Donald Trump has vowed to oust a Republican senator who endorsed a rebuke of his response to the death of George Floyd, as the president comes under pressure from some in his party and former military officials ahead of November’s election.
Mr Trump took aim at Lisa Murkowski, an Alaska senator, after she described an attack on the president by former defence secretary Jim Mattis as “true and honest, and necessary and overdue”.
“Few people know where they’ll be in two years from now, but I do, in the great state of Alaska . . . campaigning against Senator Lisa Murkowski,” the president said about the senator who faces re-election in 2022.
“Get any candidate ready, good or bad, I don’t care, I’m endorsing. If you have a pulse, I’m with you!” Mr Trump said in a bid to encourage other Republicans to run against her in the GOP primary in 2020.
Mr Trump has faced sporadic public criticism from his party since taking office, but Ms Murkowski’s comments were the strongest public expression of concerns that many Republicans stress in private.
The mounting criticism from lawmakers comes after several retired senior military officers slammed the president for his handling of the protests following Floyd’s killing, and actions that risk dragging the US military into politics.
Mr Mattis on Wednesday wrote in The Atlantic magazine that Mr Trump was an immature leader who was making “a mockery” of the constitution, and deliberating trying to divide the American people for political again.
The former defence secretary accused Mr Trump of being “the first president in my lifetime who does not try to unite the American people”. He slammed the president’s response to the protests over the death of Floyd, a black man killed when a white police officer knelt on his neck for over eight minutes.
Asked if she could if she could back Mr Trump, Ms Murkowski replied: “I am struggling with it. I have struggled with it for a long time.”
The latest rebuke of Mr Trump came as authorities braced for the 10th night of protests since Floyd was killed. In Minneapolis, mourners held a memorial service for the 46-year-old African-American father of two.
Delivering a eulogy, Reverend Al Sharpton, a civil-rights activist, said the killing of Floyd was a reminder of how all African-Americans had lived an experience where there was always a knee on their necks.
“It’s time for us to stand up in George’s name and say: get your knee off our necks,” Mr Sharpton told the crowd.
Critics have levelled a series of charges against Mr Trump. They have rebuked him for threatening to sent active-duty soldiers on to the streets to deal with the overwhelmingly peaceful protests.
They have also blasted him for a stunt that saw him hold up a Bible for a photo opportunity shortly after law enforcement officers used chemical agents and rubber bullets to disperse a peaceful crowd to allow the president to walk from the White House to a nearby church.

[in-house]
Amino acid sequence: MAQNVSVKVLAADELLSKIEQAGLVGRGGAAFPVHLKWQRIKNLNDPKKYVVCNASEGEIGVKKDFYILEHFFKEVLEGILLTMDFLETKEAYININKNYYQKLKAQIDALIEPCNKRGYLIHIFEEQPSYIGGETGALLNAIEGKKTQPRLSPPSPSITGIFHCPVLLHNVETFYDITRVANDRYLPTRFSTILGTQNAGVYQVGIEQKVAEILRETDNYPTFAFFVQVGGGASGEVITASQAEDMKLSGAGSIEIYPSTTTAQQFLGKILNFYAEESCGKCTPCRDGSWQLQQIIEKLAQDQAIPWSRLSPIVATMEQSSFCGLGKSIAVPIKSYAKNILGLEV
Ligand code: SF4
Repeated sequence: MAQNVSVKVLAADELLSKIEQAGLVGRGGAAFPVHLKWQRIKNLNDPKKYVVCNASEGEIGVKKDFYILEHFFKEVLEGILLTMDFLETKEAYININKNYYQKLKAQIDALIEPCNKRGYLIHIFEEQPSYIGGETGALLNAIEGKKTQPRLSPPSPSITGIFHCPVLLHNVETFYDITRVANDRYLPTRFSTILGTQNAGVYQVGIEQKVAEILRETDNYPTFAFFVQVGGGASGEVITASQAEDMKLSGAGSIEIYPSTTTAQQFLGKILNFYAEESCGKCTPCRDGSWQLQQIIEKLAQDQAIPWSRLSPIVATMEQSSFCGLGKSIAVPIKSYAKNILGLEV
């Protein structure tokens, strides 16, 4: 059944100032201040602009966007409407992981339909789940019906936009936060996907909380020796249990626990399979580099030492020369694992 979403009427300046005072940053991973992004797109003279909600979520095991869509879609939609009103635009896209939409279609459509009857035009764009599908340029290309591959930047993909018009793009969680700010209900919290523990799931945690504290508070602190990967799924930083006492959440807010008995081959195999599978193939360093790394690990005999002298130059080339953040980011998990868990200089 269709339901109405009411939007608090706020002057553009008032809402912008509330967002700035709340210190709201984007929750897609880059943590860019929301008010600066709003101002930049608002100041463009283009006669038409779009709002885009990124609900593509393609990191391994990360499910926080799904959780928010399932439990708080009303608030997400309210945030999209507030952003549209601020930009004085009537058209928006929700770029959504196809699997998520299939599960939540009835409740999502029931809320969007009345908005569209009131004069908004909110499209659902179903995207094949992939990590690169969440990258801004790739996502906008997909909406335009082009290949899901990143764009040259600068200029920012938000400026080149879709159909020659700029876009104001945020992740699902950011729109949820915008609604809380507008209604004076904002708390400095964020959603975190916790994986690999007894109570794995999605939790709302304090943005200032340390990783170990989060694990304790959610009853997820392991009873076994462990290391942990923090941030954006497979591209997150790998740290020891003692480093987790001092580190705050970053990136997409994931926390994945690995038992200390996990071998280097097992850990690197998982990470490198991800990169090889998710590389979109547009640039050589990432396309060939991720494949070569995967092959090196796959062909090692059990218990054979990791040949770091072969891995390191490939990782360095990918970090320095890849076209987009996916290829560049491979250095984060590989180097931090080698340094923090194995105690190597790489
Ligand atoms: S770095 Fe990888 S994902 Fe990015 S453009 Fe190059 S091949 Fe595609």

Ben Sasse, a Nebraska Republican senator, this week said he was “against clearing out a peaceful protest for a photo-op that treats the word of God as a political prop”.
Tim Scott, the only black Republican senator who is normally a close ally of Mr Trump, also spoke out. “Should you use tear gas to clear a path so the president can go have a photo-op? The answer is no,” the South Carolinian said.
The American Civil Liberties Union filed a lawsuit against the Trump administration over the use of the chemical agents on Monday.
Earlier, Mr Trump shot back at Mr Mattis by claiming that he had fired him, even though the retired general submitted his resignation in a scathing letter. On Thursday John Kelly, a retired marine general who previously served as Mr Trump’s chief of staff and is a longtime friend of Mr Mattis, said the president’s recollection of the event was wrong.
“The president did not fire him. He did not ask for his resignation,” Mr Kelly told The Washington Post.
Later on Thursday Mr Trump insisted that he had fired Mr Mattis, saying the problem with asking for a letter of resignation was that it allowed the fired official to claim that they were not ousted from their role.
Mr Mattis was just one of several former military officers who made rare interventions in politics this week to rebuke Mr Trump over his threat to invoke the 1807 Insurrection Act, which would allow him to send active-duty soldiers on to the streets of American cities.
Mike Mullen, a former chairman of the joint chiefs of staff, said he was “sickened” that security forces had been ordered to “forcibly and violently clear a path” to allow Mr Trump to take the widely panned photo of him holding a Bible.
Mr Mullen added that Mr Trump had emboldened US adversaries and “risked further politicising the men and women of our armed forces”.
Ms Murkowski said she hoped Mr Mattis’s comments would spur other Republicans to “have the courage of [their] own convictions to speak up”.
A rift also opened on Wednesday between Mr Trump and his current secretary of defence, Mark Esper, who broke with the president and said he opposed any effort to invoke the Insurrection Act.
Mr Trump has painted the protests as the work of anarchists and criminals, and threatened to send in the military unless governors take tougher action to quell unrest. But Mr Esper said he did not believe the situation on the streets warranted using the military that way.
Washington continues to see big protests, but the city did not impose a curfew on Thursday after demonstrations were ahead peacefully on Wednesday night with little unrest.
William Barr, US attorney-general, said authorities would collapse the perimeter around the White House and remove checkpoints to create “more of a low-profile footprint” after a quiet night on Wednesday.
Follow Demetri Sevastopulo on Twitter: @dimi